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Kinross: An infill development designed to embrace green space
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Kinross: An infill development designed to embrace green space

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Sometimes, it’s good to defy convention.

In the early 1980s, a developer approached Ralph Higgins with a new project. He wanted Higgins, a landscape architect with an office in western Henrico County, to lay out an infill development to be called Kinross near the intersection of Derbyshire and Sleepy Hollow roads.

By then, the area had been largely built out, and the site’s biggest design challenge was the large roadways that surrounded it. “Derbyshire, Sleepy Hollow and Parham defined much of the site’s perimeter,” Higgins said.

A conventional plan might have had the houses face Sleepy Hollow Road. Instead, Higgins proposed something a little more novel: cut a winding road through the parcel and turn the houses so they face a green space with a gazebo at the center of the development. Higgins’s model, as it frequently is with his layouts, was Savannah, Georgia.

“Savannah began as a little village with green spaces, and as it expanded, the green spaces grew,” Higgins said. “That’s what I designed for Kinross because green spaces make a community something more than a subdivision.”

John Robertson, one of Kinross’s homebuilders, agrees.

“Ralph’s design was really creative because it created a great common area for neighborhood kids to play in, as well as a place for informal neighborhood gatherings,” Robertson said. “It gave the neighborhood a sense of community.”

The land’s estate past

Kinross’s developer filed a subdivision plat with the county in 1982, and home construction began soon afterward. Several architects and homebuilders were active in the community from 1983 to 1989, saysBrooke Hatcher, a real estate agent with Shaheen, Ruth, Martin & Fonville.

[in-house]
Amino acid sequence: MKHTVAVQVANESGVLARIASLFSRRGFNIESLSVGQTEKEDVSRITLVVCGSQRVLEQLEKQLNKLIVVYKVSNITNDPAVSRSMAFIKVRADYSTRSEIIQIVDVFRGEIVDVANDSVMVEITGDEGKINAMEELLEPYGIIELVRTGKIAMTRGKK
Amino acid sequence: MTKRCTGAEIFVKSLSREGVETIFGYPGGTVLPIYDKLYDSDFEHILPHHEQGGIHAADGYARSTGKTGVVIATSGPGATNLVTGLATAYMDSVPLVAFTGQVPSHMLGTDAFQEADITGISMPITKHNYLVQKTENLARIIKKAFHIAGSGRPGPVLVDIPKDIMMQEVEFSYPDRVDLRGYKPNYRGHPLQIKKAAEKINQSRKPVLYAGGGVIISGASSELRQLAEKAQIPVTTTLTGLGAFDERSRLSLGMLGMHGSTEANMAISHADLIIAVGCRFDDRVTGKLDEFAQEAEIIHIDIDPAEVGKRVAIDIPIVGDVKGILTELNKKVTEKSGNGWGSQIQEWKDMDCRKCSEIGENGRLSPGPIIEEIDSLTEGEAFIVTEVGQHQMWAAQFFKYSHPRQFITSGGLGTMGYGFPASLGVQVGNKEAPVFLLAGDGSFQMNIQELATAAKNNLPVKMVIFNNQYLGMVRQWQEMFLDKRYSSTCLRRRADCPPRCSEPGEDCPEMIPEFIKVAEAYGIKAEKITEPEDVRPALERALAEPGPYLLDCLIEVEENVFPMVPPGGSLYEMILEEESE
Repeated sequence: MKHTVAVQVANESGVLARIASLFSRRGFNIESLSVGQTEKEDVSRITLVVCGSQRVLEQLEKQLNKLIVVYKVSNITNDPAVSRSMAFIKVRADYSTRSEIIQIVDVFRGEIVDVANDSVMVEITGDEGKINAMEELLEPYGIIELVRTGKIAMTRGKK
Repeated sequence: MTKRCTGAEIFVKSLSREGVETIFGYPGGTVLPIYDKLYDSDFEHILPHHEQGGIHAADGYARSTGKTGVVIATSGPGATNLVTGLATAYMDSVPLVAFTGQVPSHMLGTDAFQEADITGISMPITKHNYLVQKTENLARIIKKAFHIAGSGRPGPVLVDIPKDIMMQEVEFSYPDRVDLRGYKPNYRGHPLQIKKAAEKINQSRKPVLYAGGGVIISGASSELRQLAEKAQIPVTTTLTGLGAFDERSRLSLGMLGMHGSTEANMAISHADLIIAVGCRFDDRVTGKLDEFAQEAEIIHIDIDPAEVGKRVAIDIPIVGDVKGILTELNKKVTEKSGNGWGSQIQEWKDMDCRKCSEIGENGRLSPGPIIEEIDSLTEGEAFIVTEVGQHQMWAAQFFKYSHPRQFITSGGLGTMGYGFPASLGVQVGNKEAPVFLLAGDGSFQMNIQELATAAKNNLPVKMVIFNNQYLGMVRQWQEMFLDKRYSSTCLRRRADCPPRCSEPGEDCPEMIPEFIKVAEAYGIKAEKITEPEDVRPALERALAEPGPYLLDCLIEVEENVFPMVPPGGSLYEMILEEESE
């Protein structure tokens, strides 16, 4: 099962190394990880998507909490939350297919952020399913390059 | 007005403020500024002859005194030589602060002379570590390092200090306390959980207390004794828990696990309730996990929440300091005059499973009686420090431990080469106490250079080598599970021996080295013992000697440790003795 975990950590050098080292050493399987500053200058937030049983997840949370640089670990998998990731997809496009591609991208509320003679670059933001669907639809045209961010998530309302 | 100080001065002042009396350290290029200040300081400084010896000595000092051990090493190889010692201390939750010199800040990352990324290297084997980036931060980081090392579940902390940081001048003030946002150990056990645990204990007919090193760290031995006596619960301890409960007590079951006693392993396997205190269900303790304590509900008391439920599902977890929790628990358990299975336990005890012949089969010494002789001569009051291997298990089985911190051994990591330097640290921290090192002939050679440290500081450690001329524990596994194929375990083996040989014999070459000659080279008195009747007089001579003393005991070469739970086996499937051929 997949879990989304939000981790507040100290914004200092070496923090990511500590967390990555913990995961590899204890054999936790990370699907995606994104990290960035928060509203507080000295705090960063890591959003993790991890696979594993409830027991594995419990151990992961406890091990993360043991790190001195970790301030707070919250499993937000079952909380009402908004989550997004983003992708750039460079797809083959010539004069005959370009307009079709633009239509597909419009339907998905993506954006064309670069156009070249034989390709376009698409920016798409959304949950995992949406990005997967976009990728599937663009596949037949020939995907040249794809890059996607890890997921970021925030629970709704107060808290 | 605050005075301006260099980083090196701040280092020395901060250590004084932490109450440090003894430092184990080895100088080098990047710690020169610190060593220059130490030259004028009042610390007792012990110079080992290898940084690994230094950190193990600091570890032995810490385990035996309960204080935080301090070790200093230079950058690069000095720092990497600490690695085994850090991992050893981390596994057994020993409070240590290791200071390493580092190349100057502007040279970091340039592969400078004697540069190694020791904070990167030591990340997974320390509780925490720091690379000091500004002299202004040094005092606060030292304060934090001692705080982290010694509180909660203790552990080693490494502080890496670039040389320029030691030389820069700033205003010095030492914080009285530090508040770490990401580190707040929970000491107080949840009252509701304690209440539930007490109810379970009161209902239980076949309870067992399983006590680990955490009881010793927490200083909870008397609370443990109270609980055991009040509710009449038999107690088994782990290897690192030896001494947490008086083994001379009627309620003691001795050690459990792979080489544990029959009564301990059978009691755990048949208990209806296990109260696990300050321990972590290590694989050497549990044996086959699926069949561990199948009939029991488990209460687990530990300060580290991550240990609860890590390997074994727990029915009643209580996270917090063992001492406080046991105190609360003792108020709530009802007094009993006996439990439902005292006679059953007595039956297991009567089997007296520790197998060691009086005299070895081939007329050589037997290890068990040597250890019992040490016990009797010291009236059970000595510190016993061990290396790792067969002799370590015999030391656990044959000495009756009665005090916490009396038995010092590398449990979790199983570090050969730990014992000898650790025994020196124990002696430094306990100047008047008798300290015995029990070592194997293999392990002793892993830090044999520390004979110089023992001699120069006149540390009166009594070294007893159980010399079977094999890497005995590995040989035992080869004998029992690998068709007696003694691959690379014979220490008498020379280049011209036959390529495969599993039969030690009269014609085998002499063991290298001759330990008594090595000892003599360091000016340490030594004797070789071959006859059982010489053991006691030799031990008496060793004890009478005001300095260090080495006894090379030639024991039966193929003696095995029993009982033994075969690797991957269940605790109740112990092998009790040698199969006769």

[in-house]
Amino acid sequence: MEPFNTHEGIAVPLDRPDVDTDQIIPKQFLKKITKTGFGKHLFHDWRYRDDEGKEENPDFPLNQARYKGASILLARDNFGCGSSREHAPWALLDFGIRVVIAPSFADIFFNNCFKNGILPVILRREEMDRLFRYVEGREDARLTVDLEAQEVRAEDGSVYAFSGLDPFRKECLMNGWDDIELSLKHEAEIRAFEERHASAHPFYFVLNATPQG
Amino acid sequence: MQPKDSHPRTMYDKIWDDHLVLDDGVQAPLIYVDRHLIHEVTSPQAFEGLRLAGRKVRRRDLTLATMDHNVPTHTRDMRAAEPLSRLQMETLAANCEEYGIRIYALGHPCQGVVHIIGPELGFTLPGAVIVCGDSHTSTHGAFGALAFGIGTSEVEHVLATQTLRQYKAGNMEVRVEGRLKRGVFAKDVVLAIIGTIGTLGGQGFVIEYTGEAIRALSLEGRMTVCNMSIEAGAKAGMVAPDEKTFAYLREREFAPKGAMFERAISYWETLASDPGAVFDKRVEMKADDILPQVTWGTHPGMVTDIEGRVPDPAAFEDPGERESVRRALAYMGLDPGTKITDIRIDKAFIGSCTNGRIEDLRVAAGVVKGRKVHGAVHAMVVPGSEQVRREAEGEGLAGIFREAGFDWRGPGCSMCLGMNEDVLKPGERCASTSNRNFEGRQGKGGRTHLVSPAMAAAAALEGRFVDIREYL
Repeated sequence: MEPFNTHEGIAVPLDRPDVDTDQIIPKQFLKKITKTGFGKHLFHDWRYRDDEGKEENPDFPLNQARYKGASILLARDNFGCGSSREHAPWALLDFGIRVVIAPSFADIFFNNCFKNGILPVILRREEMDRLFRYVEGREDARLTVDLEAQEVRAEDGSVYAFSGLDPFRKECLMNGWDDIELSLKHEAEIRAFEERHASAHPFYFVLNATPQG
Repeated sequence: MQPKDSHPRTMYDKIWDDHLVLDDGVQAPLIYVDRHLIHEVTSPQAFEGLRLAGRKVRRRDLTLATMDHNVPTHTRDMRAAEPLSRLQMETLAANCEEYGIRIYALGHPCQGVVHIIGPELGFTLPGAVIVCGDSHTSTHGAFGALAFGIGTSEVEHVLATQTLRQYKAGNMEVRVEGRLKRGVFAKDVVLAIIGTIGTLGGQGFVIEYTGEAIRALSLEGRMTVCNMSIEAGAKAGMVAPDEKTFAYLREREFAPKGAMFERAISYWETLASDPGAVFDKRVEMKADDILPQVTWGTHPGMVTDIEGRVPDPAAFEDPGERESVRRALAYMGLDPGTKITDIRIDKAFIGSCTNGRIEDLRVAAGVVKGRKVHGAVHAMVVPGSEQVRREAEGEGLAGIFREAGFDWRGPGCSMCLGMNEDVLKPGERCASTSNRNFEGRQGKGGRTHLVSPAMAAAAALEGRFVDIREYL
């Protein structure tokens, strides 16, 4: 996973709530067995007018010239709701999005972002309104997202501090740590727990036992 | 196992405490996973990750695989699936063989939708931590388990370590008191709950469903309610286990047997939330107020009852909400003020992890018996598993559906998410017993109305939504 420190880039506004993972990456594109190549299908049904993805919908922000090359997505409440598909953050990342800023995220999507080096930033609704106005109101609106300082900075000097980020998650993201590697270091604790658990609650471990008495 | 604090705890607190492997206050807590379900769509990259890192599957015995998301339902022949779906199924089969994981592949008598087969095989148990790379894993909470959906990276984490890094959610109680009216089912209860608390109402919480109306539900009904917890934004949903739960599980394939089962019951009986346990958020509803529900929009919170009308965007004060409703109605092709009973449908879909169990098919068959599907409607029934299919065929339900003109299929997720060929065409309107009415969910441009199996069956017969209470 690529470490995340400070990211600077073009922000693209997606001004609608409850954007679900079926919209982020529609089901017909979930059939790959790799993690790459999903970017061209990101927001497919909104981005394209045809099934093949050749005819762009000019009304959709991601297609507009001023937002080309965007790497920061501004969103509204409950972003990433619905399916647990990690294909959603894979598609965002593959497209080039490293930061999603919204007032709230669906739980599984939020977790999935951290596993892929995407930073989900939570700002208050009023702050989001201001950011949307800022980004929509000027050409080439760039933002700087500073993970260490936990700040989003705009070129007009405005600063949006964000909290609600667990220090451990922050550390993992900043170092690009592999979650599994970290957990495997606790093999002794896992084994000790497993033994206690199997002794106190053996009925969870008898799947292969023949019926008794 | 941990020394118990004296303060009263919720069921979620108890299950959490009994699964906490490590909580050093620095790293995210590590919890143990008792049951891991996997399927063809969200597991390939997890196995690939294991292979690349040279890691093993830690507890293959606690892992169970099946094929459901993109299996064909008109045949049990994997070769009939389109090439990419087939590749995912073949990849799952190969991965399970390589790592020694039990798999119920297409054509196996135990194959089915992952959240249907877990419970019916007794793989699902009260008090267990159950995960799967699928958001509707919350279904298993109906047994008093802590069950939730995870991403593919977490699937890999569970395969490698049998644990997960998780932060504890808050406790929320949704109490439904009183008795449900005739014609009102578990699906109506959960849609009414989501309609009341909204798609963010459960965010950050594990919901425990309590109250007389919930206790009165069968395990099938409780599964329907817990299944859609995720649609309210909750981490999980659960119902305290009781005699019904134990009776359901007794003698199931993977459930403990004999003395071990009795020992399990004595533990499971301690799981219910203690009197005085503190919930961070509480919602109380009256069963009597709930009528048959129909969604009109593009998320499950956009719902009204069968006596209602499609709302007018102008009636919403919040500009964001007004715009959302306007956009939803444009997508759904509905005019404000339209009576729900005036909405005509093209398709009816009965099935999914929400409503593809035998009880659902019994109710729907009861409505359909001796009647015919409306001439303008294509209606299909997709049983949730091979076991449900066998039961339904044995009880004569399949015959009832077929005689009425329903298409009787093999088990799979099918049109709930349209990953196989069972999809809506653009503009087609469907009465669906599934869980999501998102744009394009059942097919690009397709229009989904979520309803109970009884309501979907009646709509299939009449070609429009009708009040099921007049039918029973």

The site wasn’t completely undeveloped when work on Kinross began, though. For many years, the land had been part of the 80-acre Raleigh estate owned by Franklin and Julia Robins.

“A portion of the acreage was conveyed from Julia Robins to her son John (Jack) Frayser, and he built his home on it” in 1971, said Scott Frayser, who renovated the original Raleigh house for his own residence nearly 20 years ago.

He added: “Jack eventually moved and sold the home to a new owner, who was also a builder.”

The new owner purchased additional acreage from Julia Robins, and he developed the expanded property as Kinross. The Dutch Colonial-style house that Jack Frayser built is still standing, and it’s now a part of Kinross.

House stats and sales

Including the neighborhood’s original home, Kinross has 14 homes. They range in size from 3,500 to 5,400 square feet.

“Each home has a distinct architectural flair,” Hatcher said. “There are a couple of Dutch Colonials, a Tudor and a Contemporary, and most of the rest are spins on Colonial Revival.”

Robertson designed three of the Colonial Revival homes. We were the last builder in the neighborhood and purchased three leftover lots that had challenging topography, which we always like,” he said. “They all had low spots or drainage ditches in the front portion of the lots, meaning the fronts of the homes would be substantially out-of-grade.”

To accommodate the topography, Robertson built all three homes with English basements “so the front elevations would look interesting and provide lots of natural light into the finished basements,” he said.

Robertson and his family lived in one of the homes he built until he developed the Carrington Court subdivision off Forest Avenue in the mid-1990s.

Interested in moving to Kinross? You might have to be patient. 

“The homes don’t change ownership often,” Hatcher said. “Only two or three have changed ownership twice, and there have only been two sales in the last three years.”

Of the two most recent sales, one home – the one Robertson lived in during the neighborhood’s early days – sold in August 2020 for $728,000, and the other sold four months later for $800,000.

Higgins’s green space-driven design is a key draw for buyers, says Sara Hillery, who bought the house built in 1971 with her husband, Julian Hillery, eight years ago.

“It gives the neighborhood a sweet vibe,” she said.

The neighborhood’s school options are appealing, too, says Hatcher, who was the listing agent for the August 2020 sale.

“The public Tuckahoe schools are great, and the neighborhood is close to several private schools,” Hatcher said.

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